per cent. of its own weight, and, if we adopt, for the normal product to inject, 4⁄5 of tannic acid and 1⁄5 of tannate of protoxide of iron, the cost would amount to from 5⁄100 to 6⁄100 of a franc, making, in all, an expense of 66⁄100 of a franc per sleeper.
Trials of this process are at this moment in course of execution upon a grand scale, by the Railway Company of the East, and the Administration of the National Telegraphs, with the authority and coöperation of the Minister of the Interior.—Comptes Rendus.
GERMANY assembled in 1869 her greatest savants to celebrate the centenary anniversary of the birth of Alexander von Humboldt, her greatest dead. The highest honor of this occasion was bestowed on Prof. Helmholtz, who delivered the opening oration. He reviewed the progress made in the natural sciences with special reference to the labors of German students, and said: "In Germany there has always been a greater fearlessness of the consequences resulting from speaking the whole truth than anywhere else. The eminent savants of England and France are still obliged to bow to the dictates of social and ecclesiastical prejudices, and, when they speak openly, they do it to the injury of their social standing. Germany is bolder; she confides in what has never proved false—that the whole truth is the best remedy for the evils of truth imperfectly stated."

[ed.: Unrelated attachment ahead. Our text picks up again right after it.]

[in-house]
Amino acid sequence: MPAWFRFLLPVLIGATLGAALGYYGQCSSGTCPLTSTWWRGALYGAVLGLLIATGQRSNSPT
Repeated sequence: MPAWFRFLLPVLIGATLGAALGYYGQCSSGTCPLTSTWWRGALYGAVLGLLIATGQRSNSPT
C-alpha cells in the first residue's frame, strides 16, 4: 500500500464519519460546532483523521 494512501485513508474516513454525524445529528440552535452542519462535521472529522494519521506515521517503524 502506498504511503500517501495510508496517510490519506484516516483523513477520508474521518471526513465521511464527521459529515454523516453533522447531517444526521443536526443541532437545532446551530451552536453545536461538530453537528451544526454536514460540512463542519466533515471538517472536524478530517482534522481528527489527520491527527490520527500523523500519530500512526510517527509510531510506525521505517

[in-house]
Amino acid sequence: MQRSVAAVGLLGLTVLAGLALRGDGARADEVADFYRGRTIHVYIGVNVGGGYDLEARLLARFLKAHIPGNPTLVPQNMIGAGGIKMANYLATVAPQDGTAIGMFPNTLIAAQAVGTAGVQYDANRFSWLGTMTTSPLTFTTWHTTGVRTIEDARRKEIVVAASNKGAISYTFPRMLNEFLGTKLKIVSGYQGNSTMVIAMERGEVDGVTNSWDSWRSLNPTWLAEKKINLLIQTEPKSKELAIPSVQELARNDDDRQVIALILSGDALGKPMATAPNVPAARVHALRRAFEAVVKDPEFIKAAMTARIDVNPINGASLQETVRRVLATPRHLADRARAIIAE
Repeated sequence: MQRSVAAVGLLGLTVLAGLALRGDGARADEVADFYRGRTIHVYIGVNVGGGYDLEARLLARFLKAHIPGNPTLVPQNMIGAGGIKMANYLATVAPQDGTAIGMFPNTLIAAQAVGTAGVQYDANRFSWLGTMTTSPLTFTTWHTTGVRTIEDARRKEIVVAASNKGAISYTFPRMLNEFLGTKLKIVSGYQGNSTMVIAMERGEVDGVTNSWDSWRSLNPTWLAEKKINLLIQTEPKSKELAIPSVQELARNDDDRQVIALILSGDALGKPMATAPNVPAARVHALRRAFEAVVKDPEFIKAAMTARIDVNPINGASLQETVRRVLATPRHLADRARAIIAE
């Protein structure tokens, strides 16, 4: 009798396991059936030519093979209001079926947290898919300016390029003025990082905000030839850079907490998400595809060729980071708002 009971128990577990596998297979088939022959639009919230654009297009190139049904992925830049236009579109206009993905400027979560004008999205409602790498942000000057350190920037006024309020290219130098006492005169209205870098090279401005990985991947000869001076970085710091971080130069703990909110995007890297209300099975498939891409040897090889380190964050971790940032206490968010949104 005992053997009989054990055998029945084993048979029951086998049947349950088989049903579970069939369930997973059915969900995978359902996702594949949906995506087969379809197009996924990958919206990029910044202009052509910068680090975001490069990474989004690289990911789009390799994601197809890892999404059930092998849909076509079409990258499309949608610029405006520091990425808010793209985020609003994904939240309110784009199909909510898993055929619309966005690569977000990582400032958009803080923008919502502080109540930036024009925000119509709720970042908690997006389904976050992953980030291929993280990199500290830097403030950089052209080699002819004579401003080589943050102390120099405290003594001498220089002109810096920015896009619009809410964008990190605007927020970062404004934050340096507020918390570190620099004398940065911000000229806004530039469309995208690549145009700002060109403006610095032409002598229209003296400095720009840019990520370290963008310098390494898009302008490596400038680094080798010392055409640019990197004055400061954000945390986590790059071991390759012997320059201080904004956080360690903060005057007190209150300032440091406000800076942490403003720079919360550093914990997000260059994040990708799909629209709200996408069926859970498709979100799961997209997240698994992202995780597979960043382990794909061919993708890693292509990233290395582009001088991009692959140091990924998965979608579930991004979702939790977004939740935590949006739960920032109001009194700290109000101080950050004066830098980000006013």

The Academy of France lent new force to his statement by refusing to elect him a corresponding member, on account of the advanced ideas connected with his name. A French critic rebuked his country-men for hesitating to bestow on Helmholtz, the greatest living physicist of this century, so slight an honor, with the remark: "For his glory nothing is wanting; but he is wanting for ours." The Academy elected him in the following year.
Hermann Ludwig Ferdinand Helmholtz was born August 31, 1821, in Potsdam, the Prussian Versailles, the town of palaces, which gave birth to Alexander von Humboldt, and holds the ashes of Frederick the Great. His father was a teacher at the gymnasium in Potsdam, and a man possessed of a great store of knowledge. Under his guidance Hermann was soon prepared to enter the institution, where, as usual, too much Latin and Greek was taught for his youthful taste. He was, however, not permitted to shirk any of his studies, and, with that patient perseverance which is a dominant trait in his character, he ran through the whole curriculum of the gymnasium before he had